Prof. dr. dr. Mitja Ruzzier from the Faculty of Management in Koper, Jose Antonio Morales, entrepreneur and promoter of start-up companies, and Jakob Gajšek, director of the Ljubljana University Incubator and co-founder of ABC Accelerator, the crème de la crème of the Slovenian startup scene, discussed how and why start-ups fail in Slovenia.

As elsewhere in the world, start-ups fail in Slovenia. The question remains what happens after their failure. In Slovenia, neither the ministry nor the other stakeholders have the funds to deal with them,   and their failed hopes, ideas and invested funds.

Unfortunately, new entrepreneurs in Slovenia are no exception to the (un)willingness to learn from the experience of others. However, it is necessary to present a negative experience from time to time, as this may prevent another poorly executed business story.

When asked “Why do startups fail at us?” Mitja Ruzzier replies that it is mainly due to problems with the team that is designing and running the new company. This is followed by a vague understanding of customer needs and the problem that the product is supposed to be solving, wrong estimation of the market size (problem-solution and product-market-fit). Many startups do not take into account indirect competition that meets the same customer needs, and too often we come across nice-to-have solutions. Gajšek adds that most of them fail because they find that there is no market, sometimes they fight or give up because the work is difficult. In reality, they (at least those in the beginning) rarely run out of money but rather motivation, he adds.

From these answers it is clear that the reasons for the failures of Slovenian start-ups are similar, if not the same as in the rest of the world, where the most common reasons for the start-up companies fail are: no need in the market, lack of money, wrong team, problems with sales and the fact that they were overtaken by competition.

Both Ruzzier and Gajšek believe that the statistics of the failures of Slovenian start-ups are similar to those abroad, although they do not have actual data. Gajšek adds that most probably they do not survive the first year or a year and a half. The opposite is also true – surviving companies, in principle, start to cover costs within 3-5 years, which is comparable to the rest of the world.

When asked whether companies involved in accelerators are more successful, both Ruzzier and Gajšek unanimously respond positively, with Gajšek pointing out two key reasons: an accelerator is a great way to find further investment resources or to acquire business partners; It gives startups the connections, as well as credibility. It also helps that accelerators make the pre-selection of startups they accept, and those with little potential are rejected. Morales also agrees, saying that new businesses have two basic needs to be able to increase their chances of success: a successful support system, especially a community of like-minded entrepreneurs to whom they belong, expanding experience and sharing a similar destiny, training for mastering the basics of business and entrepreneurship, as well as understanding the purpose and social responsibility, personal growth, social impact, etc.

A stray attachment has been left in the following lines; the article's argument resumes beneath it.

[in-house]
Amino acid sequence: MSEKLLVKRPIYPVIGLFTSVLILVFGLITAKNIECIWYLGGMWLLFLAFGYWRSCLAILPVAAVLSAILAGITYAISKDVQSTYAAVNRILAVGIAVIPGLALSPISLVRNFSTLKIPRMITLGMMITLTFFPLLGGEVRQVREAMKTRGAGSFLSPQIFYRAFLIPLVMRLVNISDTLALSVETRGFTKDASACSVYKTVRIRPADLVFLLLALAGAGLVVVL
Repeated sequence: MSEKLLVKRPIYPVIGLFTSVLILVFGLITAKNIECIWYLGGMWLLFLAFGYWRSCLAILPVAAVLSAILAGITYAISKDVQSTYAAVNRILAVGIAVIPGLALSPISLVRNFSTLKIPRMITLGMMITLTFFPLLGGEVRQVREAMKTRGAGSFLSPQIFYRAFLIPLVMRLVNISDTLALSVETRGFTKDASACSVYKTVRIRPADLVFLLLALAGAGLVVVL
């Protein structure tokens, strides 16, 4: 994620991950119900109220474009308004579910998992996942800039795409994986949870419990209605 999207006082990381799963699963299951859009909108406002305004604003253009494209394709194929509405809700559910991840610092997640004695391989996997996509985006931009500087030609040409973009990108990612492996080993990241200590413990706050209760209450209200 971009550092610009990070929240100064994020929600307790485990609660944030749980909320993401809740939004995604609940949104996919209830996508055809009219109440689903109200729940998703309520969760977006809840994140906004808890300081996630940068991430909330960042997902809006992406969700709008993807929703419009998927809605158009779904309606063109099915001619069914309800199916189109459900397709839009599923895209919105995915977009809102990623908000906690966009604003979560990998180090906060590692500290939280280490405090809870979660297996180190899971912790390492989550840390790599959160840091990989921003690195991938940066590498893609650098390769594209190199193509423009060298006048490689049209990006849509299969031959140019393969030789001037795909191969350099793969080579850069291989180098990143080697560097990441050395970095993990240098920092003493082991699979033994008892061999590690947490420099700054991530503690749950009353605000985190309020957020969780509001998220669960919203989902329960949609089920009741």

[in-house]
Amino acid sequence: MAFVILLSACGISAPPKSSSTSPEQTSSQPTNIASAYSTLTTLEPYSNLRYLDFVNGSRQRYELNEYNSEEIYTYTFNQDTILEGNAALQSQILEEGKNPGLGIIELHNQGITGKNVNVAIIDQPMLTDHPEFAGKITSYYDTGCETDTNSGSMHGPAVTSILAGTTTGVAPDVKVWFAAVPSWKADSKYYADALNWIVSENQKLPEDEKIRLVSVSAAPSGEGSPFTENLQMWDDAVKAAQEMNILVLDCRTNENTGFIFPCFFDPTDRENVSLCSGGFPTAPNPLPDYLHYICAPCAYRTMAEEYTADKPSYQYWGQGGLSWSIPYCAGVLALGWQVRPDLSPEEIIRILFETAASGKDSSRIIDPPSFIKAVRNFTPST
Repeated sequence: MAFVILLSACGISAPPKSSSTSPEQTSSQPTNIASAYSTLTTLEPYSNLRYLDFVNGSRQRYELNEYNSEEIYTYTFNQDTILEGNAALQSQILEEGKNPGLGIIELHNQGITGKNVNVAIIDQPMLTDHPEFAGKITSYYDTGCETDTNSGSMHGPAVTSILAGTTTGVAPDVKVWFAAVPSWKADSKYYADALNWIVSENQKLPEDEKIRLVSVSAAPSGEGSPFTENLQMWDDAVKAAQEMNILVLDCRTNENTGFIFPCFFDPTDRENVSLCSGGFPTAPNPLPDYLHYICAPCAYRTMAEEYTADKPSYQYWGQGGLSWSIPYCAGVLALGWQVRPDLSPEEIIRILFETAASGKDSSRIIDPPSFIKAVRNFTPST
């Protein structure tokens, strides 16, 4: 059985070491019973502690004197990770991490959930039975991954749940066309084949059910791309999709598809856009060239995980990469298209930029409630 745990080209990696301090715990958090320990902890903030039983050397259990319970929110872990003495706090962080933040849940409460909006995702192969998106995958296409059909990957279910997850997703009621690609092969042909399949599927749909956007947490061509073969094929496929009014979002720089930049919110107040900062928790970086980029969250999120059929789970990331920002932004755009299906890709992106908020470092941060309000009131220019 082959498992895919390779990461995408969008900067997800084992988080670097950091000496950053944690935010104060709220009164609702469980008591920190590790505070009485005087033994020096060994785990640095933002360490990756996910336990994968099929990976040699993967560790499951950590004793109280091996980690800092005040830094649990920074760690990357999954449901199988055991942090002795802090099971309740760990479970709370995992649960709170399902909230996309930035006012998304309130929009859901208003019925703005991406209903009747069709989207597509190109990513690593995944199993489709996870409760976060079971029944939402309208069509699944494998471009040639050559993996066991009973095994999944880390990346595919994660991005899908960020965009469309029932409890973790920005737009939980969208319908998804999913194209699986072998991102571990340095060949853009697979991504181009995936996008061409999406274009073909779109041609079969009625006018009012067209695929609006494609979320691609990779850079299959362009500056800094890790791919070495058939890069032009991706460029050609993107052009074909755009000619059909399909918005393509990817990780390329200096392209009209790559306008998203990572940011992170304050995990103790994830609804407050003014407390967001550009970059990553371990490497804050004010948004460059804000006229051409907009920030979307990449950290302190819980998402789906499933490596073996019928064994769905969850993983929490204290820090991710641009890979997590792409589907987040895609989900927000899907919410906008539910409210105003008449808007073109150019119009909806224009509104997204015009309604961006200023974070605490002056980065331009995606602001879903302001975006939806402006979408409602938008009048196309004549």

Both Ruzzier and Gajšek see the establishment of a d.o.o. as the most appropriate way to start the company, although it also has certain shortcomings related to the specifics of start-up entrepreneurship. Gajšek also thinks that a good solution is d.d., but it is too expensive.

Different funding sources certainly affect the performance of a startup business. However, Ruzzier points out that it is difficult to talk about rules because sources and forms of financing are very different from one another and are suitable for companies in different stages of development. So e.g. VCs usually bring other things, such as knowledge, connections. With banks (debt financing), no one interferes with management, and crowdfunding gives you the opportunity for early market validation. Every type has its  advantages and disadvantages. Gajšek agrees, saying that money influences success only in the sense that it extends the life of a startup and so that it can achieve something. More than money, other help from investors – i.e. connections, knowledge, credibility – are key to success. There is no huge difference between what a VC or an angel (or a group of them) adds, it depends mainly on that person’s connections. Therefore, crowdfunding can be (but not necessarily) a worse option because startups do not have someone to help, but a plethora of people they almost have no contact with.

Although digital solutions have been common lately, neither Gajšek nor Ruzzier think that the survival of the company is more likely if the business is based on an online solution. Ruzzier says that with web solutions, it is possible to iterate faster and move from idea to prototype and MVP, which is also reflected in the level of ideas presented and consequently failures.

All three are of the opinion that measures to promote the establishment and successful development of start-ups from the state and the EU are welcome, but they need to be checked to see if they are working and implemented consistently. In particular, Morales emphasizes the advantage of the free movement of things and people, which, in addition to competitive advantage, can also be a source of inspiration, enriching ideas and enhancing the importance of European citizenship.

You can read the full interview here: